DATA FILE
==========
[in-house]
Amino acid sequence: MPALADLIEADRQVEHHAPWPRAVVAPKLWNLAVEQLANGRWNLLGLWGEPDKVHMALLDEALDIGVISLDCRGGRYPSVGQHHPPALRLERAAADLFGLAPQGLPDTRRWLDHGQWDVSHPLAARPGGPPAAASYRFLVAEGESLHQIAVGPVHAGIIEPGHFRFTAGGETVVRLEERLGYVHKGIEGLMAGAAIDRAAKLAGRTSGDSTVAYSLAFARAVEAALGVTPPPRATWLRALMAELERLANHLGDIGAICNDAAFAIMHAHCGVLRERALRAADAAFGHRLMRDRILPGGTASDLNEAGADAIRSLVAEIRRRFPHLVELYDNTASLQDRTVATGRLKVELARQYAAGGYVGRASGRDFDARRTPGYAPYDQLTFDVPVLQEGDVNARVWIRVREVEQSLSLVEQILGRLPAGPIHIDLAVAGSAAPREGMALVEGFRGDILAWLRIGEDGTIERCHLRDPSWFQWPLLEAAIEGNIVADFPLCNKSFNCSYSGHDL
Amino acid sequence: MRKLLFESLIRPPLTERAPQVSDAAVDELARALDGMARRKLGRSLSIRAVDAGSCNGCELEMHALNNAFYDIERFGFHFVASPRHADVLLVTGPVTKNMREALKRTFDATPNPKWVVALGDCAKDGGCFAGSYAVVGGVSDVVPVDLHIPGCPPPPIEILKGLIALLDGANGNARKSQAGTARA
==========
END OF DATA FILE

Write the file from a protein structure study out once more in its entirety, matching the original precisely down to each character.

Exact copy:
[in-house]
Amino acid sequence: MPALADLIEADRQVEHHAPWPRAVVAPKLWNLAVEQLANGRWNLLGLWGEPDKVHMALLDEALDIGVISLDCRGGRYPSVGQHHPPALRLERAAADLFGLAPQGLPDTRRWLDHGQWDVSHPLAARPGGPPAAASYRFLVAEGESLHQIAVGPVHAGIIEPGHFRFTAGGETVVRLEERLGYVHKGIEGLMAGAAIDRAAKLAGRTSGDSTVAYSLAFARAVEAALGVTPPPRATWLRALMAELERLANHLGDIGAICNDAAFAIMHAHCGVLRERALRAADAAFGHRLMRDRILPGGTASDLNEAGADAIRSLVAEIRRRFPHLVELYDNTASLQDRTVATGRLKVELARQYAAGGYVGRASGRDFDARRTPGYAPYDQLTFDVPVLQEGDVNARVWIRVREVEQSLSLVEQILGRLPAGPIHIDLAVAGSAAPREGMALVEGFRGDILAWLRIGEDGTIERCHLRDPSWFQWPLLEAAIEGNIVADFPLCNKSFNCSYSGHDL
Amino acid sequence: MRKLLFESLIRPPLTERAPQVSDAAVDELARALDGMARRKLGRSLSIRAVDAGSCNGCELEMHALNNAFYDIERFGFHFVASPRHADVLLVTGPVTKNMREALKRTFDATPNPKWVVALGDCAKDGGCFAGSYAVVGGVSDVVPVDLHIPGCPPPPIEILKGLIALLDGANGNARKSQAGTARA